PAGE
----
What Happens the First Week of Pregnancy?
It may sound strange but true that by the time a woman notices a positive result in a urine pregnancy test, she could have been pregnant for about 4 weeks. Though it may be difficult to know the exact date of when the fertilization took place, it is not impossible to estimate the expected date of delivery. Counting 40 weeks ahead from the first day of the last menstrual period will reveal the expected date of delivery. Keeping that in mind, the fertilization or conception only happens 2 weeks after the last menstrual period. Thus, part of the period of the last cycle is considered as the beginning part or first week of the pregnancy.
Usually the ovum is fertilized in the ampulla portion of the fallopian tube. As a result, the zygote is formed with complete genetic makeup. Depending on the combination of sex chromosomes (XX-Female or XY-Male), the sex of the foetus is determined. However, if the zygote divides to form two separate embryos, a twin pregnancy can be expected.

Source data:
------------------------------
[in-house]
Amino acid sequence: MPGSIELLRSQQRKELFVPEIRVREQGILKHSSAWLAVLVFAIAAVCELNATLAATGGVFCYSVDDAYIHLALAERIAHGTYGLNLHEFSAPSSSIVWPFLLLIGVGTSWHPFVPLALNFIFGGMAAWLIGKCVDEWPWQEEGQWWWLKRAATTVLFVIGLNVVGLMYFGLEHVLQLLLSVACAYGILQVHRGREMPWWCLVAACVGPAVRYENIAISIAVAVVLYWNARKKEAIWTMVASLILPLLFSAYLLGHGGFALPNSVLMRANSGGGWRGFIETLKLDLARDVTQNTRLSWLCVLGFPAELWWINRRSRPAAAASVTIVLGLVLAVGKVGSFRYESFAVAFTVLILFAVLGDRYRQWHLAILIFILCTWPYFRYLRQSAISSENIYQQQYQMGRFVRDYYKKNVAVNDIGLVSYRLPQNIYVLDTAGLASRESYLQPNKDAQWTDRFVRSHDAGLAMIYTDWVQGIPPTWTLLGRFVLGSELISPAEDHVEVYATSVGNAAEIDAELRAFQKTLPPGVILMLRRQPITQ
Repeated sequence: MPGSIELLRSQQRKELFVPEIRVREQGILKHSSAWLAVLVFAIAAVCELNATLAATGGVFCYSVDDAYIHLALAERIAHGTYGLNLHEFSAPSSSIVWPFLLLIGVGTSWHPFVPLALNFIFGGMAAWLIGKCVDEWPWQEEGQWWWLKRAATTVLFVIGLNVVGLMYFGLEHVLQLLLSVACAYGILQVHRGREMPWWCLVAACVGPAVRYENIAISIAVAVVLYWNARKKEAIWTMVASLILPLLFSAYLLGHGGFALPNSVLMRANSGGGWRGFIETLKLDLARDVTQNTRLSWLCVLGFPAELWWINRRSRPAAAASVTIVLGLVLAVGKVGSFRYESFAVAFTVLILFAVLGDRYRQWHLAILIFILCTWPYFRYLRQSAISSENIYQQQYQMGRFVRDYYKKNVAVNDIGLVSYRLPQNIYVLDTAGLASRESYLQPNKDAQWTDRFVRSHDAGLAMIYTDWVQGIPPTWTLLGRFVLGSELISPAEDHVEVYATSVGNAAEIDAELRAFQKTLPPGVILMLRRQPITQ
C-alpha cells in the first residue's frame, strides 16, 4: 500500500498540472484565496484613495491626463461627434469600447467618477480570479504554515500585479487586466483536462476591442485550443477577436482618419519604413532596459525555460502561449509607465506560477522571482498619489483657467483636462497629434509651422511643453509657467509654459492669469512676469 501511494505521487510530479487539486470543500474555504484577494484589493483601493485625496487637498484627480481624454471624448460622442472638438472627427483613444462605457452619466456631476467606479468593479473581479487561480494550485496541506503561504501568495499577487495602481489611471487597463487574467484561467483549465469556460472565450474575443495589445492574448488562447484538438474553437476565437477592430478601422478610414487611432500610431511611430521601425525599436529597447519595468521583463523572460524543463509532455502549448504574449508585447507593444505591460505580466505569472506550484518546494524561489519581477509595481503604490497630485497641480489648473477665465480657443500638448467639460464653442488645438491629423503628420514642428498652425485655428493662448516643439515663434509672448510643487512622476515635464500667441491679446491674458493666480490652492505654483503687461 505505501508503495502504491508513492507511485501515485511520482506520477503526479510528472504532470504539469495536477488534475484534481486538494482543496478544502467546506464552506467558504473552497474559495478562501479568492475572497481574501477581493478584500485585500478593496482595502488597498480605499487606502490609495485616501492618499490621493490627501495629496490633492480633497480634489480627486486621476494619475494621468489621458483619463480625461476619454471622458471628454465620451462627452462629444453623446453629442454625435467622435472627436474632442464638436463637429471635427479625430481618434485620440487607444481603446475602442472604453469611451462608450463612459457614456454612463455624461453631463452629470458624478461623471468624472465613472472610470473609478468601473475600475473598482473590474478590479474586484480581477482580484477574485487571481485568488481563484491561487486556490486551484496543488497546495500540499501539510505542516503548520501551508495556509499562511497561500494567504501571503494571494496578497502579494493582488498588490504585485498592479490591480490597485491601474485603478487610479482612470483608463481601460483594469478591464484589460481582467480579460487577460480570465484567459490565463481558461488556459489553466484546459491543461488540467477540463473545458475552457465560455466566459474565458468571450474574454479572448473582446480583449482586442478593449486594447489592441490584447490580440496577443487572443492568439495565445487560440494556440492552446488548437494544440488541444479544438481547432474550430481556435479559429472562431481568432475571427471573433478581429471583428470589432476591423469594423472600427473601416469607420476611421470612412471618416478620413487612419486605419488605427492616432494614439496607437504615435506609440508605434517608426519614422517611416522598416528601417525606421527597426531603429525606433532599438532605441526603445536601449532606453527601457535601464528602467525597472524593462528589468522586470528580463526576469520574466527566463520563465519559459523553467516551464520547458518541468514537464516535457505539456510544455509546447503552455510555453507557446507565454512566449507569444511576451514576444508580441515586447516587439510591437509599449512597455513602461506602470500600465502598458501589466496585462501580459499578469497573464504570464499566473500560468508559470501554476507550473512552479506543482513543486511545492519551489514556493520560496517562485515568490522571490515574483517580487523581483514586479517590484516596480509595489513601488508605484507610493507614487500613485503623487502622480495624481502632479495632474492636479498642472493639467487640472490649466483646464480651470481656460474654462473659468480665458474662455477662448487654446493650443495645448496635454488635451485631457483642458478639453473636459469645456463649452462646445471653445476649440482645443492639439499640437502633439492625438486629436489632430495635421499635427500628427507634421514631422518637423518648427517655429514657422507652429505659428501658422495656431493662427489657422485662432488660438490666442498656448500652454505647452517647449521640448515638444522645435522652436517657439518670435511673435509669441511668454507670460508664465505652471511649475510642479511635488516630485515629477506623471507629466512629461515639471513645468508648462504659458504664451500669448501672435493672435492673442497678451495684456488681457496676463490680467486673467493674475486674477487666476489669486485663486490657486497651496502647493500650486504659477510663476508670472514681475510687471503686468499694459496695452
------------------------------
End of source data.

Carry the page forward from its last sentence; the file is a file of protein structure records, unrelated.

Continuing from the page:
Soon after fertilization, a series of cells divisions take place as they progressively move towards the uterus. Such migration from the site of fertilization to the uterus may take up to 2 weeks after fertilization. The embryo, placenta and the membranes that surround the growing embryo are all specialized tissues generated from these cells. About 10 to 14 days after fertilization, the blastocyst adheres itself to the endometrium wall of the uterus.
Once the implantation takes place, the placenta provides essential nourishment to the growing embryo via the blood vessels from the mother. The hCG hormone used to detect pregnancy in urine pregnancy tests is also produced by the placenta. However, if the implantation does not occur, the tissues will be washed out with the next menstrual cycle.